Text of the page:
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House Panel OKs Bankruptcy Overhaul Bill

March 13, 2003

WASHINGTON (AP) _ The House Judiciary Committee approved legislation Wednesday to make it tougher for people to dissolve their debts in bankruptcy court, a victory for the Republican majority.

The committee approval, on an 18-11 vote on strict party lines, sent the legislation _ which barely failed last year _ to the full House.

Democrats voted against the bill largely because it had been stripped of a provision that would have barred anti-abortion protesters from declaring bankruptcy to avoid paying court-imposed fines.

Inclusion of that provision in last year’s legislation had led conservative anti-abortion Republicans to join with those House Democrats who oppose overhauling bankruptcy laws. The bill that ultimately failed was a House-Senate compromise that came the closest to passage of any of the six previous years’ versions.

Banks, credit card companies and retailers have pushed for the legislation since 1997. The record pace of new personal bankruptcies in 2002 is expected to continue this year in a weak economy.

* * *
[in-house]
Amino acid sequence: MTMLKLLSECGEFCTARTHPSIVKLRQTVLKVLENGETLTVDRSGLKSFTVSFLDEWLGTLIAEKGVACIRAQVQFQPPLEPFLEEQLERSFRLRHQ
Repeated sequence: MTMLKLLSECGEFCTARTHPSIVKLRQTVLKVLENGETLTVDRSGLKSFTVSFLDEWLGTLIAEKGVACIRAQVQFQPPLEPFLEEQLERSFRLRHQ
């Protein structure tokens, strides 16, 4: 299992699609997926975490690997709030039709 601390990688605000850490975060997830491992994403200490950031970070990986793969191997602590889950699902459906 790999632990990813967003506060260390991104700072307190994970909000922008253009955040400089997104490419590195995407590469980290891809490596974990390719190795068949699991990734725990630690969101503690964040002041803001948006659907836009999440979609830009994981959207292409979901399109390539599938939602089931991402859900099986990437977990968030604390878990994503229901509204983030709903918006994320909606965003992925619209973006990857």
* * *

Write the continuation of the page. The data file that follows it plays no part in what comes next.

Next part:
Most Republicans and many Democrats _ and President Bush _ support an overhaul of the federal bankruptcy laws. Consumer and civil rights groups and unions oppose it, contending it is unfair to low-income working people and would remove a financial safety net for those who have lost their jobs or piled up onerous medical bills.

Proponents of the legislation insist it is needed to stop abuse of the bankruptcy system by people who can afford to repay their debts. The abuse, they say, creates a hidden tax of about $400 a year on every American family through higher interest rates passed on by consumer credit businesses and other charges.

Bankruptcy filings reached a record high last year, gaining 5.7 percent over 2001, according to data released last month. The data compiled by the Administrative Office of the U.S. Courts show that new bankruptcy filings in 2002 totaled 1,577,651, compared with 1,492,129 in 2001 as the economy slid into recession.

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